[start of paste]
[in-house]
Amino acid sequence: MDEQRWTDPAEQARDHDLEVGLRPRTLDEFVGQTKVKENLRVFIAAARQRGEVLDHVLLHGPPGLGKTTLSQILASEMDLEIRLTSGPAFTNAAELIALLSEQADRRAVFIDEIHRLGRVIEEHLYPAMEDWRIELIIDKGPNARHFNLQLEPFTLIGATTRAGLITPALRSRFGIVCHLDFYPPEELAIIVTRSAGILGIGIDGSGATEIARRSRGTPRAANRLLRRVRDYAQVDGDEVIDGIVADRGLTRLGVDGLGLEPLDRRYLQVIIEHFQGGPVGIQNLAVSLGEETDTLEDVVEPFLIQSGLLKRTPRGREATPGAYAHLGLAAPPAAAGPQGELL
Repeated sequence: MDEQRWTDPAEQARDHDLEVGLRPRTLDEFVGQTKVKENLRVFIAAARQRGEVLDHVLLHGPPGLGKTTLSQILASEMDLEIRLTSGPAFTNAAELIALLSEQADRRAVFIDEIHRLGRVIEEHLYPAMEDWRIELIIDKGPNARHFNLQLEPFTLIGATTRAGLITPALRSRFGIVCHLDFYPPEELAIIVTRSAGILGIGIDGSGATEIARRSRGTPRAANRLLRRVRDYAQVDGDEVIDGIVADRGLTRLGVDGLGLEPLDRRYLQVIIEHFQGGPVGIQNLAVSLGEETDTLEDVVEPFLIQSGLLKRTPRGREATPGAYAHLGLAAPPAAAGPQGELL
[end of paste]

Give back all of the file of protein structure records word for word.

[in-house]
Amino acid sequence: MDEQRWTDPAEQARDHDLEVGLRPRTLDEFVGQTKVKENLRVFIAAARQRGEVLDHVLLHGPPGLGKTTLSQILASEMDLEIRLTSGPAFTNAAELIALLSEQADRRAVFIDEIHRLGRVIEEHLYPAMEDWRIELIIDKGPNARHFNLQLEPFTLIGATTRAGLITPALRSRFGIVCHLDFYPPEELAIIVTRSAGILGIGIDGSGATEIARRSRGTPRAANRLLRRVRDYAQVDGDEVIDGIVADRGLTRLGVDGLGLEPLDRRYLQVIIEHFQGGPVGIQNLAVSLGEETDTLEDVVEPFLIQSGLLKRTPRGREATPGAYAHLGLAAPPAAAGPQGELL
Repeated sequence: MDEQRWTDPAEQARDHDLEVGLRPRTLDEFVGQTKVKENLRVFIAAARQRGEVLDHVLLHGPPGLGKTTLSQILASEMDLEIRLTSGPAFTNAAELIALLSEQADRRAVFIDEIHRLGRVIEEHLYPAMEDWRIELIIDKGPNARHFNLQLEPFTLIGATTRAGLITPALRSRFGIVCHLDFYPPEELAIIVTRSAGILGIGIDGSGATEIARRSRGTPRAANRLLRRVRDYAQVDGDEVIDGIVADRGLTRLGVDGLGLEPLDRRYLQVIIEHFQGGPVGIQNLAVSLGEETDTLEDVVEPFLIQSGLLKRTPRGREATPGAYAHLGLAAPPAAAGPQGELL